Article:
Thursday, March 19, 2015

Summer Camp Part I

One of my earliest memories of summer camp was from when I was 5 years old, on my very first 3-day camp. All I remember is the pitch dark of the cabin at night, and the lonely sound of the train whistle across the lake. I remember being so homesick, and lying awake as the deafening total silence carried the train whistle to me for what seemed like an eternity.

I returned to camp every summer until the upper grades of high school. When I was at university and casting around for a summer job, I returned as a counselor for two summers. The counselors' real names were never used in all those years of camp; instead, they always went by nicknames that were often inspired by nature but could be anything at all. I chose Rhythm for my camp name—a gentle nod to my musical upbringing.

The first year was tough. I was a shy and socially anxious bookish type with a festering case of undiagnosed depression in my back pocket. I felt like a failure most days, and unprepared for the new challenges that herding groups of children brought. Mostly, I felt lonely and out of place, and the night train across the lake still sang its melancholy song.

That was the year they shocked the water, and every sip tasted like barely-diluted chlorine—worse than gulping the pool water with its skim of drowned bees. Nobody could bear to drink it, but trying to be a model of outdoorsiness in the blistering August heat forced me to chug the burning liquid or risk dehydration.

Midway through the summer, I came down with a terrible cough. It might have been from the onslaught of corrosive water, or it might have been from living in less-than-sterile conditions with packs of children. It might have been the time my cabin's sleep-out was foiled by a thunderstorm; we lugged our gear from one camp-out spot to the next, but eventually turned back and made a pitiful attempt to heat the food we had packed over a smoky fire while thunder rumbled overhead and rain poured down. I still had one camp left to counsel, and I armed myself with an array of cold medications and two bottles of cough medicine (one of Buckleys, and one of something less toxic-tasting).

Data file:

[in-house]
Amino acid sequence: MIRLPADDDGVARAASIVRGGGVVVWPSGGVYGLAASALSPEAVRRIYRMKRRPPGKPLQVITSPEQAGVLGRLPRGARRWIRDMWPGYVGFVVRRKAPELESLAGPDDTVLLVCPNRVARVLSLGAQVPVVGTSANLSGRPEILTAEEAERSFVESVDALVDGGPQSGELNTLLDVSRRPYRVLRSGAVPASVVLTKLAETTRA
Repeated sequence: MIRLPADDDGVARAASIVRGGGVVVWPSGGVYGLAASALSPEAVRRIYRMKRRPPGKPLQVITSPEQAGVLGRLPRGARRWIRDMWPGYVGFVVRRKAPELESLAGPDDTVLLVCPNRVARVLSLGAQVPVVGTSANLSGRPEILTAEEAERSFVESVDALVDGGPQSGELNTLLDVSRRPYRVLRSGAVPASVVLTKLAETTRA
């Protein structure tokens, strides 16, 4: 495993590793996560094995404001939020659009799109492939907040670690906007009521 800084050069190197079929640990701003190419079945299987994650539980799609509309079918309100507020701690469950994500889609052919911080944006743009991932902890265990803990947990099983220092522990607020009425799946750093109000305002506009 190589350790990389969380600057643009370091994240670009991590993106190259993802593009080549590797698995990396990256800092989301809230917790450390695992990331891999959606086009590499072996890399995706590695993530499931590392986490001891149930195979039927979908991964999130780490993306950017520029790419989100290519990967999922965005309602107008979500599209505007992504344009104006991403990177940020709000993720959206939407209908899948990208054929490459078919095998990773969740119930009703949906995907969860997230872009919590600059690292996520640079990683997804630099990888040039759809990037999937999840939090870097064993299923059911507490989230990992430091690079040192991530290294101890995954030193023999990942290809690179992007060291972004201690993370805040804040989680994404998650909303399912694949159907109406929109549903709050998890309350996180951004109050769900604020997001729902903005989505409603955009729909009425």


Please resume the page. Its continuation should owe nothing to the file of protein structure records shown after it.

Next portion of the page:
I sipped cough suppressant throughout the day and night as if I were swigging from a flask, but it only seemed to grow worse as the week progressed. My voice faded to a hoarse, painful croak that had little power to exert leadership over my campers. My co-counselor and I were in charge of leading campfire late in the week. As I struggled to pull my weight, my co managed to elicit silence in the circle of faces by explaining that we'd all have to listen extra-hard when I spoke, because I had a "choir of angels" in my throat.

One night I tried to stifle my coughing as best I could, but I had no wish to keep my entire cabin awake. I headed to the washroom building, hoping to get through the coughing spell and get back to bed. But the coughing barely let up enough for me to snatch the odd breath here and there, so I curled up on the long counter across a couple sinks, trying to ease through the long hours until sunrise as comfortably as possible.

The week stretched on and it all became too much. I didn't have what it took. It wasn't just the illness incapacitating me; my personality was all wrong for the job. I didn't have any leadership qualities and never contributed ideas. I got through the summer, but was certain I would never be hired back as a counselor.

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